SLASH AND BURN: Justice Minister Rein Lang released a proposal to cut the number of public servants from 26,000 to 16,000.
TALLINN - On Tuesday Oct. 13 the Justice Ministry released a draft proposal for a new public service law that will cut public servants' benefits and is likely to leave 10,000 officials jobless. The new bill, released for public consultation, aims to create a clearer distribution of wages, a fairer careers system, and a more reasonable amount of concessions for officials. But Justice Minister Rein Lang said that if the bill is adopted in its present state the number of public servants would drop from 26,000 to as little as 16,000.
To prevent massive outcries from existing public servants the legislation's benefit cuts will, for the most-part, be made applicable only to new employees. Many existing staff will still have to endure the loss of their 'public servant' status.
The bill narrows the legal definition of 'public servants' to include only those who actually exercise public power, such as issuing permits, and not those whose work is of a technical or administrative nature. If the law comes into practice, government institutions would have a one-year transition period to determine which employees would continue as public servants and which would be offered a regular employment contract.
The bill proposes to adjust the public servant wage system by tying a person's remuneration in tandem with their actual contribution, while also aiming to eliminate the numerous benefits package currently in existence. With the changes in place, an official's salary would consist simply of a base wage and individual bonuses, with the latter accounting for no more than 30 percent of the individual's annual income.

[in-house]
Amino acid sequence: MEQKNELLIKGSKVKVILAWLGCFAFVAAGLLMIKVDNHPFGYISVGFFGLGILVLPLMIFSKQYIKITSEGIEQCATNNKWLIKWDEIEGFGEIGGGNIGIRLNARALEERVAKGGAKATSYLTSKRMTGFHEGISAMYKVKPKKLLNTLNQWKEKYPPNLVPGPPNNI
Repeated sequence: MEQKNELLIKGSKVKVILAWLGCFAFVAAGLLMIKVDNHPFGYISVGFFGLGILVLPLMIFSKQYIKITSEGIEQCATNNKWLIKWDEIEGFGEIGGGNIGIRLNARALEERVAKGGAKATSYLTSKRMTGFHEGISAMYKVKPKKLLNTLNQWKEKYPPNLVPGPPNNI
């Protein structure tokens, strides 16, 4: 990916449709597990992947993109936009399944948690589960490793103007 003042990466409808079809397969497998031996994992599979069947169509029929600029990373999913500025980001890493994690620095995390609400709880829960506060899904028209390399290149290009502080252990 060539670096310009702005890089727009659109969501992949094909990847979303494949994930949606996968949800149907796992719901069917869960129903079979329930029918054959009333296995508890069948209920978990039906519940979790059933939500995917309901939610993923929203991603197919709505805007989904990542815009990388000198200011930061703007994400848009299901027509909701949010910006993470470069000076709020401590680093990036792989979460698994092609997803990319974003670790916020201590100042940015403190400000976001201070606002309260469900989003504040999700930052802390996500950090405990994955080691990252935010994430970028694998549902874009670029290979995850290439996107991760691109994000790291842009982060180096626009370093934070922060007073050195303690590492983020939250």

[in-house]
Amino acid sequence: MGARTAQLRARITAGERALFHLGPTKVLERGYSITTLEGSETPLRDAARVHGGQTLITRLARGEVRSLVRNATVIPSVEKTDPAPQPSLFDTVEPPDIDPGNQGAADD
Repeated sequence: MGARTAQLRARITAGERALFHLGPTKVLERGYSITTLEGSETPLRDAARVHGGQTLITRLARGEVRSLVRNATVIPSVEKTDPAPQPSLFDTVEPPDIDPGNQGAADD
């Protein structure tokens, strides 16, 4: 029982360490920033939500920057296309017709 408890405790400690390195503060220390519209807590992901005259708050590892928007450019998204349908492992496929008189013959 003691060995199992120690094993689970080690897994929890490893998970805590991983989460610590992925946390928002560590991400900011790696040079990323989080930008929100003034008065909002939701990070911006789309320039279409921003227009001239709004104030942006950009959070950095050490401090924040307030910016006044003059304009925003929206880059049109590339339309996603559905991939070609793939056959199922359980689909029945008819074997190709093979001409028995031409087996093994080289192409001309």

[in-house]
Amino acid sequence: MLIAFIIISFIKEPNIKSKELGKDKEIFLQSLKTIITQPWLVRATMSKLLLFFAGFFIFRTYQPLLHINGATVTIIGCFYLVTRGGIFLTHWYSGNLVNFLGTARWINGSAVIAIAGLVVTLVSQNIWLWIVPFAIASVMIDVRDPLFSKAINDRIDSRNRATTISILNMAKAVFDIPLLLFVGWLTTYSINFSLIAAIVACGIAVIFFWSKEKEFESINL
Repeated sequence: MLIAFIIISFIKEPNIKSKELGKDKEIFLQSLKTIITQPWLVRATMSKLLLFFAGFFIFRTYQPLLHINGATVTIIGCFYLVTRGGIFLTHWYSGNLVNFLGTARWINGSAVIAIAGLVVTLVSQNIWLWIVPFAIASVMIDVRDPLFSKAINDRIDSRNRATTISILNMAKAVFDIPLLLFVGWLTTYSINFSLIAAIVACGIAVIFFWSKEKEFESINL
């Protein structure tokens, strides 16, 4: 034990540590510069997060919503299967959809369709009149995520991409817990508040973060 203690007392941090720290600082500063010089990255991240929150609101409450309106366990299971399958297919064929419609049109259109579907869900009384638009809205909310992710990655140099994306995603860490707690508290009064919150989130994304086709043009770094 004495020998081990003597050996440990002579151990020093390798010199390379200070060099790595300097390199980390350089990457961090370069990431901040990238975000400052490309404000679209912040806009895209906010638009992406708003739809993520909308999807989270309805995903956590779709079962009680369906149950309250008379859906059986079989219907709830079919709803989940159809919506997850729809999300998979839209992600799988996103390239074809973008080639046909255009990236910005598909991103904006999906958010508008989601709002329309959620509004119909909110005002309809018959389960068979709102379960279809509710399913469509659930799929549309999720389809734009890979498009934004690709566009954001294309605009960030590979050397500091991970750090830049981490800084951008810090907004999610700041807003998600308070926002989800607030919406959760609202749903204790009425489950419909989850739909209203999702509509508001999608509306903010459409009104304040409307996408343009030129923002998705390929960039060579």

The bill would replace the current bureaucratic certification system with a flexible development and evaluation system and would place the Ministry of Finance in command of public service. The bill would also see public servants' redundancy packages reduced to a third of their current value and would attempt to ensure that vacancies are filled via meritocracy rather than by in-house promotion in order to develop an equal access philosophy.
Last week's announcement that the bill was currently being drafted caught the trade union confederation off-guard. The central union body believed they should have been consulted in the formation of the new laws.
"Some time ago we were asked if we had two representatives to assign to the work group dealing with the topic of public service. But our representatives haven't been invited anywhere so far," said Harri Taliga, head of the trade union confederation.
"This seems to be deliberate, so as to keep us away," he said.
Following the release of the draft proposal, the trade union confederation has suggested that government officers should consider striking to oppose the radical changes envisioned by the Lang's ministry. Taliga said the government has unfairly taken measures to prevent workers from striking to get their demands heard.
"The right to strike is currently made completely absent by the state. It must still be a viable mechanism for the resolution of the disputes which may arise from the altered wages," Taliga said.
Lang said the bill portrays the Justice Ministry's vision of how the public service should function in the future. The ministry now awaits a response to the bill, anticipating animated debates among politicians and other involved parties, such as the trade union confederation.